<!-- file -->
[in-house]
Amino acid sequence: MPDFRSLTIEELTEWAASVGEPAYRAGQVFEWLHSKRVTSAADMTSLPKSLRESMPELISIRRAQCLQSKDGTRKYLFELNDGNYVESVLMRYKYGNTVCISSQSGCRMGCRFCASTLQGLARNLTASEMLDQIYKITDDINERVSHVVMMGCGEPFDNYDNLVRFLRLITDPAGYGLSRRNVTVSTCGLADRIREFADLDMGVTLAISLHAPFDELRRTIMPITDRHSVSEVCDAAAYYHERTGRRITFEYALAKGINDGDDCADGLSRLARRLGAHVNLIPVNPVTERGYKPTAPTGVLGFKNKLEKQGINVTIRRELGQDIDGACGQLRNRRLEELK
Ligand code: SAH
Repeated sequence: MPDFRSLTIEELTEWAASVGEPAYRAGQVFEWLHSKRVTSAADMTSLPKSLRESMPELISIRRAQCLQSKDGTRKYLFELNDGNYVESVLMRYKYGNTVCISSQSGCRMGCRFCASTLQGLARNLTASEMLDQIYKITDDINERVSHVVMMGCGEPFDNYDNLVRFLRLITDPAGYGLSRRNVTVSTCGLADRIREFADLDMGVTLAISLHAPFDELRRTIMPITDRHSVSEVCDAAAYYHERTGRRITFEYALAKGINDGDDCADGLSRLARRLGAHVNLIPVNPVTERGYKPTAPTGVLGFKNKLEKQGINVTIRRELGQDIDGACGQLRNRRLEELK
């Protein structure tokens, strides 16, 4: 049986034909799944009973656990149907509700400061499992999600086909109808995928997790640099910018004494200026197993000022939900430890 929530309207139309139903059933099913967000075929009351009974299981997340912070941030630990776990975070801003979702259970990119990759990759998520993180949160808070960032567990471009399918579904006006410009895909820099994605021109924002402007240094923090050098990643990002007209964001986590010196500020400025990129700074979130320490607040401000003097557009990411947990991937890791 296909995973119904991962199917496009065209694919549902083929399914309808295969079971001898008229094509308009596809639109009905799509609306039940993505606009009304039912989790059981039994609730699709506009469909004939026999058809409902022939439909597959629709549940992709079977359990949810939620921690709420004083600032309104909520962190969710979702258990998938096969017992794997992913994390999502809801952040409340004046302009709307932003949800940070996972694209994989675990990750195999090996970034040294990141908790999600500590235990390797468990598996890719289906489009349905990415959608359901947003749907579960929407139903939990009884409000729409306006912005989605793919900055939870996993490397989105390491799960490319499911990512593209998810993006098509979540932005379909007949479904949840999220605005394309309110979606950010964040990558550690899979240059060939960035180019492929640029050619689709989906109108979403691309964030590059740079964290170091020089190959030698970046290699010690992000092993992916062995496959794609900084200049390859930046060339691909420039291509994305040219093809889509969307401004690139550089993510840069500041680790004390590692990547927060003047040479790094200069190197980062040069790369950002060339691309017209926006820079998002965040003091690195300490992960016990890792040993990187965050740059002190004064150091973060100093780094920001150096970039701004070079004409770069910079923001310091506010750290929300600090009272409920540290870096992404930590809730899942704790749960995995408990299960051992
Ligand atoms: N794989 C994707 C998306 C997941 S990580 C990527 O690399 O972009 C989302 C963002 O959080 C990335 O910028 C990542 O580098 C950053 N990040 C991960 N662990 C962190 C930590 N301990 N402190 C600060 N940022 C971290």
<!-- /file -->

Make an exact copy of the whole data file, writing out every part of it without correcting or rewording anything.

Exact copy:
[in-house]
Amino acid sequence: MPDFRSLTIEELTEWAASVGEPAYRAGQVFEWLHSKRVTSAADMTSLPKSLRESMPELISIRRAQCLQSKDGTRKYLFELNDGNYVESVLMRYKYGNTVCISSQSGCRMGCRFCASTLQGLARNLTASEMLDQIYKITDDINERVSHVVMMGCGEPFDNYDNLVRFLRLITDPAGYGLSRRNVTVSTCGLADRIREFADLDMGVTLAISLHAPFDELRRTIMPITDRHSVSEVCDAAAYYHERTGRRITFEYALAKGINDGDDCADGLSRLARRLGAHVNLIPVNPVTERGYKPTAPTGVLGFKNKLEKQGINVTIRRELGQDIDGACGQLRNRRLEELK
Ligand code: SAH
Repeated sequence: MPDFRSLTIEELTEWAASVGEPAYRAGQVFEWLHSKRVTSAADMTSLPKSLRESMPELISIRRAQCLQSKDGTRKYLFELNDGNYVESVLMRYKYGNTVCISSQSGCRMGCRFCASTLQGLARNLTASEMLDQIYKITDDINERVSHVVMMGCGEPFDNYDNLVRFLRLITDPAGYGLSRRNVTVSTCGLADRIREFADLDMGVTLAISLHAPFDELRRTIMPITDRHSVSEVCDAAAYYHERTGRRITFEYALAKGINDGDDCADGLSRLARRLGAHVNLIPVNPVTERGYKPTAPTGVLGFKNKLEKQGINVTIRRELGQDIDGACGQLRNRRLEELK
């Protein structure tokens, strides 16, 4: 049986034909799944009973656990149907509700400061499992999600086909109808995928997790640099910018004494200026197993000022939900430890 929530309207139309139903059933099913967000075929009351009974299981997340912070941030630990776990975070801003979702259970990119990759990759998520993180949160808070960032567990471009399918579904006006410009895909820099994605021109924002402007240094923090050098990643990002007209964001986590010196500020400025990129700074979130320490607040401000003097557009990411947990991937890791 296909995973119904991962199917496009065209694919549902083929399914309808295969079971001898008229094509308009596809639109009905799509609306039940993505606009009304039912989790059981039994609730699709506009469909004939026999058809409902022939439909597959629709549940992709079977359990949810939620921690709420004083600032309104909520962190969710979702258990998938096969017992794997992913994390999502809801952040409340004046302009709307932003949800940070996972694209994989675990990750195999090996970034040294990141908790999600500590235990390797468990598996890719289906489009349905990415959608359901947003749907579960929407139903939990009884409000729409306006912005989605793919900055939870996993490397989105390491799960490319499911990512593209998810993006098509979540932005379909007949479904949840999220605005394309309110979606950010964040990558550690899979240059060939960035180019492929640029050619689709989906109108979403691309964030590059740079964290170091020089190959030698970046290699010690992000092993992916062995496959794609900084200049390859930046060339691909420039291509994305040219093809889509969307401004690139550089993510840069500041680790004390590692990547927060003047040479790094200069190197980062040069790369950002060339691309017209926006820079998002965040003091690195300490992960016990890792040993990187965050740059002190004064150091973060100093780094920001150096970039701004070079004409770069910079923001310091506010750290929300600090009272409920540290870096992404930590809730899942704790749960995995408990299960051992
Ligand atoms: N794989 C994707 C998306 C997941 S990580 C990527 O690399 O972009 C989302 C963002 O959080 C990335 O910028 C990542 O580098 C950053 N990040 C991960 N662990 C962190 C930590 N301990 N402190 C600060 N940022 C971290």